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No arms race: India tells NSG

India said its deal with the US would strengthen the global non-proliferation regime and reiterated its commitment to voluntary moratorium on nuclear testing.

india Updated: Sep 05, 2008 19:31 IST

In a last ditch effort to win sceptics in the Nuclear Suppliers' Group (NSG) that is meeting in Vienna to discuss a clean waiver, India Friday said its deal with the US would strengthen the global non-proliferation regime and reiterated its commitment to voluntary moratorium on nuclear testing.

New Delhi also allayed fears of a nuclear arms race and underlined that India had "always tempered the exercise of our strategic autonomy with a sense of global responsibility".

"Our civil nuclear initiative will strengthen the international non-proliferation regime. India believes that the opening of full civil nuclear cooperation will be good for India and for the world," External Affairs Minister Pranab Mukherjee said in a statement in New Delhi.

Mukherjee's statement came on a day the 45-nation NSG is expected to make up its mind on granting a clean waiver from the existing rules of global nuclear trade. The two-day discussions had started Thursday.

The statement is expected to further boost India's case as the first day of the plenary of the NSG in Vienna ended on an optimistic note with a narrowing of differences over the draft exemption.

"It will have a profound positive impact on global energy security and international efforts to combat climate change," Mukherjee said with an eye on winning NSG countries with the argument of clean energy.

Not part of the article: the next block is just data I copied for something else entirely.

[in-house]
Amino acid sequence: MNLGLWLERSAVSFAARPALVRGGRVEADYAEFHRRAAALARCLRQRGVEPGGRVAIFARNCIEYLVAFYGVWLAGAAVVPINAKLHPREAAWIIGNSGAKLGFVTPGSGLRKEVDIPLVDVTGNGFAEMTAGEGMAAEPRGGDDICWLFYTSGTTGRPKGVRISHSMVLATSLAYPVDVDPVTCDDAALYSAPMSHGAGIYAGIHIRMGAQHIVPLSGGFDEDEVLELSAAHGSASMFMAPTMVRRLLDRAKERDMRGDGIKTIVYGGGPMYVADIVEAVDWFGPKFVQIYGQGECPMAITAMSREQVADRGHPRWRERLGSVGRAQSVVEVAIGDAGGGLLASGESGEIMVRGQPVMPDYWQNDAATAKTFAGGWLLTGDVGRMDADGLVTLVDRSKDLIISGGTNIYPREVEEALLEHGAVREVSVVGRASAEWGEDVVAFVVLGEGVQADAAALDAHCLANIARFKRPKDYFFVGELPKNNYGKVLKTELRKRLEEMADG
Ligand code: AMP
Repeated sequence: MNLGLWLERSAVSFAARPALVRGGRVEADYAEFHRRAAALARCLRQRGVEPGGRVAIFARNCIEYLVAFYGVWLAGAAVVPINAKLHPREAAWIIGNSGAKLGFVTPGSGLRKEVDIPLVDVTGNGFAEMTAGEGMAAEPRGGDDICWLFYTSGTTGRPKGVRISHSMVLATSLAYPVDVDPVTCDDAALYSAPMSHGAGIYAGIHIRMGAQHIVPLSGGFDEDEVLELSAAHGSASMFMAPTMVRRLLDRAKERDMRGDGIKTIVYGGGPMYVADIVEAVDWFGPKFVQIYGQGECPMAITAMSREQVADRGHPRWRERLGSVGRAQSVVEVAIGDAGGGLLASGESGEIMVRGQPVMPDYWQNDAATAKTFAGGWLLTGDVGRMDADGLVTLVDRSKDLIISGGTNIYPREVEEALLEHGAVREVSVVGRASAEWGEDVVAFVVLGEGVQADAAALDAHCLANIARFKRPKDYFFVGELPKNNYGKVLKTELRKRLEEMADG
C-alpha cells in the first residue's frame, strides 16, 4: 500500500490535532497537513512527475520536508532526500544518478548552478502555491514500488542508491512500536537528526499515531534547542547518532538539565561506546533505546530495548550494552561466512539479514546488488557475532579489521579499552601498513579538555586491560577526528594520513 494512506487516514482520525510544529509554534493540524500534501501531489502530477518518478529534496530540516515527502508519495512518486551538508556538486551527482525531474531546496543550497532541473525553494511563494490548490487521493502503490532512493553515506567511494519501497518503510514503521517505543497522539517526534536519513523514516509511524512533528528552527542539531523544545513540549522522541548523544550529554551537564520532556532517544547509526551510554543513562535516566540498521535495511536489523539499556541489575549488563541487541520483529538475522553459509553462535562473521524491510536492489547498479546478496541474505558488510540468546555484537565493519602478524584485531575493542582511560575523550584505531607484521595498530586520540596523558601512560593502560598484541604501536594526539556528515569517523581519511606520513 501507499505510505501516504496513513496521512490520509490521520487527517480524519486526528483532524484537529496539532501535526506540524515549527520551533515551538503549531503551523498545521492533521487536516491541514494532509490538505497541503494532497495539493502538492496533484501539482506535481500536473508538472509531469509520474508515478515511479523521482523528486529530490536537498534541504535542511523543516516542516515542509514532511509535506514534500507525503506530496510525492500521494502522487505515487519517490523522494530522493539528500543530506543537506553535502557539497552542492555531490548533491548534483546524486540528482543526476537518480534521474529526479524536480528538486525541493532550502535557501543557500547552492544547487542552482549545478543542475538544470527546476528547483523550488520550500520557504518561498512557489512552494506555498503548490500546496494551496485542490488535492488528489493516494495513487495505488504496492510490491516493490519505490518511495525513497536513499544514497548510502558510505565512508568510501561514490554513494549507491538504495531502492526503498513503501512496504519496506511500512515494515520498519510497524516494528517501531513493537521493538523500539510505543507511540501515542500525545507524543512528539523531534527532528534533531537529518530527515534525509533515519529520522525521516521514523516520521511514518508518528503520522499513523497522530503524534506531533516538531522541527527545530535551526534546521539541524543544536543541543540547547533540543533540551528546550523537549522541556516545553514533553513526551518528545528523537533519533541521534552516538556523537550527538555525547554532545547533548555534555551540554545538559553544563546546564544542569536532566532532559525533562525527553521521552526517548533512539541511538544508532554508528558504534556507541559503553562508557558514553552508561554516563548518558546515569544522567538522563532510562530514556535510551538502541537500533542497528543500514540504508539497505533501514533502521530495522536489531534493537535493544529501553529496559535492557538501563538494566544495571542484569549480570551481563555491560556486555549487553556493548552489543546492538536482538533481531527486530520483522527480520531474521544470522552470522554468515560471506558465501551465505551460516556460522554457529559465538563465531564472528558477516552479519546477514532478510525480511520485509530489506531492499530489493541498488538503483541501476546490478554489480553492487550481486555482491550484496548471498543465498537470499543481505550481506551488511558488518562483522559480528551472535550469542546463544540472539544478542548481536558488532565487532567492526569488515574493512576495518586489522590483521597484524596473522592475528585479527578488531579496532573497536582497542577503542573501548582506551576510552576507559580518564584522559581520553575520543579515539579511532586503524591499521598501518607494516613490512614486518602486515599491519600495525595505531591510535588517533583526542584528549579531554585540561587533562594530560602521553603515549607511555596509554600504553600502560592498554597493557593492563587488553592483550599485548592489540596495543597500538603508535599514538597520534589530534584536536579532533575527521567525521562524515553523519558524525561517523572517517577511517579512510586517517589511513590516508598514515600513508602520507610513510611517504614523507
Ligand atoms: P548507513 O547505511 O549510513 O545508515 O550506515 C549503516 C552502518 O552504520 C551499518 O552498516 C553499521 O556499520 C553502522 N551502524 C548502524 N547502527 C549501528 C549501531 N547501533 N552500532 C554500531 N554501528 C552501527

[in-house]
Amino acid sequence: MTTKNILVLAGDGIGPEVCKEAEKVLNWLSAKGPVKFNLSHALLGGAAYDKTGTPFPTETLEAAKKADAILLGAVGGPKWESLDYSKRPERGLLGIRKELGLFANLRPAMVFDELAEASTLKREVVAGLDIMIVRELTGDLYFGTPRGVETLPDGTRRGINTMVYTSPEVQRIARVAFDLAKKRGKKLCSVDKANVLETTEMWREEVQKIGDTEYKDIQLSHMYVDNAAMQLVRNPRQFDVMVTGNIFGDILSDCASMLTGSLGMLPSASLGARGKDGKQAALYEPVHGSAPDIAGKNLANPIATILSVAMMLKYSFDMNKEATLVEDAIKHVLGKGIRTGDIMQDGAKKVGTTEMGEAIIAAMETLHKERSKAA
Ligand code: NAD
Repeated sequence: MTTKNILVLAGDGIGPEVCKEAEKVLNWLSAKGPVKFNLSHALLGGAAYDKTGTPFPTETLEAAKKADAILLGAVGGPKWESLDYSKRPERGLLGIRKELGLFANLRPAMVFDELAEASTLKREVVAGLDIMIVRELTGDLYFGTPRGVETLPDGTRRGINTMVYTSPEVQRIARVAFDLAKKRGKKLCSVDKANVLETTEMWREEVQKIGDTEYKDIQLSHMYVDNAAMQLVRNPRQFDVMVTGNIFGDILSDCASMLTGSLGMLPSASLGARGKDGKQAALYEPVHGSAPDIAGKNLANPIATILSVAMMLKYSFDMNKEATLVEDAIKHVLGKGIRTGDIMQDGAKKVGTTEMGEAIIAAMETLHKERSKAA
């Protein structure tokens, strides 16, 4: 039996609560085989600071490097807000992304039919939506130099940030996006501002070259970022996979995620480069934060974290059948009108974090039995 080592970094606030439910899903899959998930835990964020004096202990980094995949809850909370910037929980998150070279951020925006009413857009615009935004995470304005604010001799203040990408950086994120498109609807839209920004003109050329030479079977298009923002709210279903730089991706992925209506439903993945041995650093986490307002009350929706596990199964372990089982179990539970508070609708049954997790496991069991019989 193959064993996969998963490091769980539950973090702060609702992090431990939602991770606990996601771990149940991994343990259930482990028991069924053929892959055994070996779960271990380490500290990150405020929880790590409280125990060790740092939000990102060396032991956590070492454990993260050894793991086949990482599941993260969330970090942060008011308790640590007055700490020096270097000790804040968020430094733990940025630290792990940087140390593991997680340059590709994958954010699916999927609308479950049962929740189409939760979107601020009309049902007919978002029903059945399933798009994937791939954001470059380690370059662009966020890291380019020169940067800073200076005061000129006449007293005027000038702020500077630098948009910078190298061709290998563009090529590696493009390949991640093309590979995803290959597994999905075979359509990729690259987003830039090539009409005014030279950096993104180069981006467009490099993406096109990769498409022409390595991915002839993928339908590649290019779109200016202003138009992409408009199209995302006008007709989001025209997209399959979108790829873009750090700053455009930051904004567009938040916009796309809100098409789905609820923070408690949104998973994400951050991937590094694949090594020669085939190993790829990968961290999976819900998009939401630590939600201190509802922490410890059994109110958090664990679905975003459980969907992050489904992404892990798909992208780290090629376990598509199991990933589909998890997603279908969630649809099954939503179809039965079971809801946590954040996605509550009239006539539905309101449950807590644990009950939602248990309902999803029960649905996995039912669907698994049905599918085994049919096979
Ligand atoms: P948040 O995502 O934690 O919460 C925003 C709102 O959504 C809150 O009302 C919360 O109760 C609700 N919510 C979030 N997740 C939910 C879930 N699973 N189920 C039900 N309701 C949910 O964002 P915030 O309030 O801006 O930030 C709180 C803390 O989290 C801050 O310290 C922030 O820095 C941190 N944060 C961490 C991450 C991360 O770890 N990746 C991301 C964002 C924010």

In yet another assurance to the international community on the crucial issue of testing, the minister said: "We remain committed to a voluntary, unilateral moratorium on nuclear testing.

"We do not subscribe to any arms race, including a nuclear arms race," he said.

"We have always tempered the exercise of our strategic autonomy with a sense of global responsibility. We affirm our policy of no-first-use of nuclear weapons," he added.

The reiteration of India's stand on voluntary moratorium comes close on the heels of a US State Department letter, which was made public Tuesday, to the Congress linking testing with the termination of fuel supplies.

The secret letter has created a political storm in India with leading opposition parties accusing the Manmohan Singh government of misleading the parliament on the all-important issue of testing.

"India will not be the source of proliferation of sensitive technologies, including enrichment and reprocessing transfers," Mukherjee said.

"We stand for the strengthening of the non-proliferation regime. We support international efforts to limit the spread of ENR equipment or technologies to states that do not have them," he added.

"We will work together with the international community to advance our common objective of non-proliferation," he stressed.